Workplace anxiety can sometimes boost performance


A team of Chinese and Canadian researchers have been working on the relationship between workplace anxiety and performance. Even though anxiety has mostly negative effects, they have also discovered its “good sides”.

The negative consequences of anxiety have been demonstrated many times, but for the first time, a scientific study has shown the positive aspects to this state of stress.

Researchers at the University of Scarborough (Canada) and the Hong Kong Polytechnic University (China) examined both the triggers of workplace anxiety and its relationship to employee performance. Their findings, published in the Journal of Applied Psychology, are rather surprising.

First, the researchers found that the highest levels of anxiety were observed in jobs requiring a constant dialogue and suppression of emotions (nurse, receptionist…), as well as those with “dead-line” or frequent organizational changes.

In addition, many parameters influence the response to anxiety: age, sex, duration of employment, but also if the person experiences anxiety in general or is particularly sensitive to anxiety related to situations such as speaking in public or work assessments.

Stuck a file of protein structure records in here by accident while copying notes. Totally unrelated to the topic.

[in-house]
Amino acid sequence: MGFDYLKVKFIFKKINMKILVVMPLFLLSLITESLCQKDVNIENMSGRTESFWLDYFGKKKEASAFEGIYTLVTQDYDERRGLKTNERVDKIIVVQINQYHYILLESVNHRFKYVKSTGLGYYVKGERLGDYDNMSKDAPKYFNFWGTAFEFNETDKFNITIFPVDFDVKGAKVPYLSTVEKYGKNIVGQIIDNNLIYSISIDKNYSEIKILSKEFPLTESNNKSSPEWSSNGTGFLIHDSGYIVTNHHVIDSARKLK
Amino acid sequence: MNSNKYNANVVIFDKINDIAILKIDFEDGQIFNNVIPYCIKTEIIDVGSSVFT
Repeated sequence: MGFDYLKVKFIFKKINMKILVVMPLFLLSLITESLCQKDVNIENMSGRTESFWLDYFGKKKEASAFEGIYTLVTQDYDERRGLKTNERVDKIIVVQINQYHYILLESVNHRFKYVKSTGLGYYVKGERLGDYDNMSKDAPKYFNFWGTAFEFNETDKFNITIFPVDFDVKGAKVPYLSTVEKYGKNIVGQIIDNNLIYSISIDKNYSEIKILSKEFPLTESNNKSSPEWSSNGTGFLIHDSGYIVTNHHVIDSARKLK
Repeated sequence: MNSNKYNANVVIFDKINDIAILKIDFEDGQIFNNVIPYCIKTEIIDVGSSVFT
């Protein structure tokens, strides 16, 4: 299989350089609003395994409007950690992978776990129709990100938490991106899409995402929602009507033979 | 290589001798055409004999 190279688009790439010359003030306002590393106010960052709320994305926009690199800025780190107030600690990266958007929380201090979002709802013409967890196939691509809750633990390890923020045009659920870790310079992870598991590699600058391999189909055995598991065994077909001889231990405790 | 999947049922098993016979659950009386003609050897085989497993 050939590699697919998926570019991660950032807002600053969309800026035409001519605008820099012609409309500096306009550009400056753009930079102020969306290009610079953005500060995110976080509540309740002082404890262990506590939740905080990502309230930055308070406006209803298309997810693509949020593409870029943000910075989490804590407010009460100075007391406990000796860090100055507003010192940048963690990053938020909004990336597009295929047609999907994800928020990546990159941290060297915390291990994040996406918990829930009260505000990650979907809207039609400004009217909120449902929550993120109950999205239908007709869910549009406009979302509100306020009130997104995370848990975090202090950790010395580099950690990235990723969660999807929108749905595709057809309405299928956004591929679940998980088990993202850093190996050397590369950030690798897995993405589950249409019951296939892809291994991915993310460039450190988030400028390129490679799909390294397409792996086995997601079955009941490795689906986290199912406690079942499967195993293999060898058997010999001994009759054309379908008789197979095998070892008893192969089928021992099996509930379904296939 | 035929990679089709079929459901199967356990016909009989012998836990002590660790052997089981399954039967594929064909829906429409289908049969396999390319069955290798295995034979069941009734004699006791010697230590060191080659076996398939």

The authors of the study explain that this state of stress can distract the employee, prevent him or her from performing his or her tasks, or even lead to burnout.

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However, in some cases, the observations are completely different: moderate levels of anxiety can facilitate and boost performance. This state of stress is able, to a certain extent, to facilitate concentration and self-regulation.

The authors refer to athletes who are trained to use anxiety to fuel their motivation. “After all, if we do not have anxiety and we do not care about performance, we will not be motivated to do the work,” says Bonnie Hayden Cheng, lead author of the study. “You have to learn how to manage your stress, what triggers it and how you benefit from it,” he added.

Emy Torres

Emy holds a degree in Political Science from the University of Michigan and currently freelances part-time for The Talking Democrat.